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Nolan, Maria Bernadette (2021) An Anthropological Study of Zhai in Contemporary Urban China. PhD thesis. SOAS University of London. DOI: https://doi.org/10.25501/SOAS.00036123

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Restricted to Repository staff only until 16 December 2024.

Abstract

This thesis is based on an ethnographic study of a phenomenon, zhai, which has emerged in urban China. Zhai, which can be literally translated as ‘residence’, refers to a tendency towards staying indoors. Approximately ten years ago, Chinese media began to report on a trend among urban youth of labelling oneself zhai. Alongside the expansion of the Internet and digital media in China, the term zhai came to be associated with a new generation of Chinese youth – a cohort of highly active Internet users accustomed to communicating with others online through popular social media platforms and to seeking entertainment through online videos and games. This project, based on research conducted over a twelve-month period in Beijing, investigates the meaning of zhai in today’s urban China, where digital media are firmly embedded in the everyday lives of youth and the majority of citizens. It asks why one may associate or dissociate with the label, and how zhai behaviour may exist, in this context. The thesis begins with an exploration of how, in a practical sense, zhai behaviour is facilitated in everyday life in an urban Chinese environment. It then examines the role of zhai in relation to the family and to broader social contexts, namely, the university and the workplace, where there are expectations to be sociable. The final part explores the relationship between zhai and the online environment, examining the extent to which social media are driving a ‘closing off’ of the self from offline environments. This thesis not only provides an understanding of why zhai emerged as a popular identity label among youth; in exploring how its meaning has been transformed, it provides commentaries on the politics of social spaces, on the pressures experienced by urban Chinese families, and on how digital media are transforming spaces of leisure.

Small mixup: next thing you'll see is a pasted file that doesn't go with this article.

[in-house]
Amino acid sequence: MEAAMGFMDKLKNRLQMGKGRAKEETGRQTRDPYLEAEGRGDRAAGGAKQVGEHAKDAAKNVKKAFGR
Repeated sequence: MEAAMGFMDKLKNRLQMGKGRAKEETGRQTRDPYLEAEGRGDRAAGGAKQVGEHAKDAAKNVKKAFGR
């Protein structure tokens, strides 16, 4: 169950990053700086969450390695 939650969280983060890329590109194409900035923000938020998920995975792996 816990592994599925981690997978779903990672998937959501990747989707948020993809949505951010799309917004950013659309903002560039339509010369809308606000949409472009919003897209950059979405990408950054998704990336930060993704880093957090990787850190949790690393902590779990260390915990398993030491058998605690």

Item Type: Theses (PhD)
SOAS Departments & Centres: SOAS Research Theses
Supervisors Name: Kevin Latham
DOI (Digital Object Identifier): https://doi.org/10.25501/SOAS.00036123
Date Deposited: 17 Dec 2021 16:33
URI: https://eprints.soas.ac.uk/id/eprint/36123
Funders: Economic and Social Research Council

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